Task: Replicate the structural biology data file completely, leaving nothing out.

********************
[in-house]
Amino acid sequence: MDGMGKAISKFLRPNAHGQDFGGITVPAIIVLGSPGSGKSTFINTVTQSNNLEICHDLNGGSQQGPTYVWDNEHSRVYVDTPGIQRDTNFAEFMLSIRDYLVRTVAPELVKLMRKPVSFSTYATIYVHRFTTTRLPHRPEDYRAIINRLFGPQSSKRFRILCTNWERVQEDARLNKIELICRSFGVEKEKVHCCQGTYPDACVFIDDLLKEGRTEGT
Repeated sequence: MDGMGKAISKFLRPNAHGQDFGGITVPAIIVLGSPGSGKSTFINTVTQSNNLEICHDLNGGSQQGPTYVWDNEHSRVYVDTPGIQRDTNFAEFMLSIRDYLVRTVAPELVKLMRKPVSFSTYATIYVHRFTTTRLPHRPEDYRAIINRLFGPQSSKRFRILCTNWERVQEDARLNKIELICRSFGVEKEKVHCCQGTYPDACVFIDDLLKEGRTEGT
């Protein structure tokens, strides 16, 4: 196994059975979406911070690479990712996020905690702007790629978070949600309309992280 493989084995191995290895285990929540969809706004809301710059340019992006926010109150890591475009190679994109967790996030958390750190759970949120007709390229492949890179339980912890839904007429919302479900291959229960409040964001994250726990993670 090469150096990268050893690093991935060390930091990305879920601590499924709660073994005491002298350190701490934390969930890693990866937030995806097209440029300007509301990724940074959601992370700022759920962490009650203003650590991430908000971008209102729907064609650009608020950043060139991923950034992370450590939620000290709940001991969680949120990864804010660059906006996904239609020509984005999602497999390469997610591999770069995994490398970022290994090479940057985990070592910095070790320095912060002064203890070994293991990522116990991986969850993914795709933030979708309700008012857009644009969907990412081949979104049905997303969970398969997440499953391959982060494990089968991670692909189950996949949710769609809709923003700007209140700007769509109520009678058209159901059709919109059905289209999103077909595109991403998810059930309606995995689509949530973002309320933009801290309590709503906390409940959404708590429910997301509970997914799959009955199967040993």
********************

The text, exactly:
[in-house]
Amino acid sequence: MDGMGKAISKFLRPNAHGQDFGGITVPAIIVLGSPGSGKSTFINTVTQSNNLEICHDLNGGSQQGPTYVWDNEHSRVYVDTPGIQRDTNFAEFMLSIRDYLVRTVAPELVKLMRKPVSFSTYATIYVHRFTTTRLPHRPEDYRAIINRLFGPQSSKRFRILCTNWERVQEDARLNKIELICRSFGVEKEKVHCCQGTYPDACVFIDDLLKEGRTEGT
Repeated sequence: MDGMGKAISKFLRPNAHGQDFGGITVPAIIVLGSPGSGKSTFINTVTQSNNLEICHDLNGGSQQGPTYVWDNEHSRVYVDTPGIQRDTNFAEFMLSIRDYLVRTVAPELVKLMRKPVSFSTYATIYVHRFTTTRLPHRPEDYRAIINRLFGPQSSKRFRILCTNWERVQEDARLNKIELICRSFGVEKEKVHCCQGTYPDACVFIDDLLKEGRTEGT
């Protein structure tokens, strides 16, 4: 196994059975979406911070690479990712996020905690702007790629978070949600309309992280 493989084995191995290895285990929540969809706004809301710059340019992006926010109150890591475009190679994109967790996030958390750190759970949120007709390229492949890179339980912890839904007429919302479900291959229960409040964001994250726990993670 090469150096990268050893690093991935060390930091990305879920601590499924709660073994005491002298350190701490934390969930890693990866937030995806097209440029300007509301990724940074959601992370700022759920962490009650203003650590991430908000971008209102729907064609650009608020950043060139991923950034992370450590939620000290709940001991969680949120990864804010660059906006996904239609020509984005999602497999390469997610591999770069995994490398970022290994090479940057985990070592910095070790320095912060002064203890070994293991990522116990991986969850993914795709933030979708309700008012857009644009969907990412081949979104049905997303969970398969997440499953391959982060494990089968991670692909189950996949949710769609809709923003700007209140700007769509109520009678058209159901059709919109059905289209999103077909595109991403998810059930309606995995689509949530973002309320933009801290309590709503906390409940959404708590429910997301509970997914799959009955199967040993």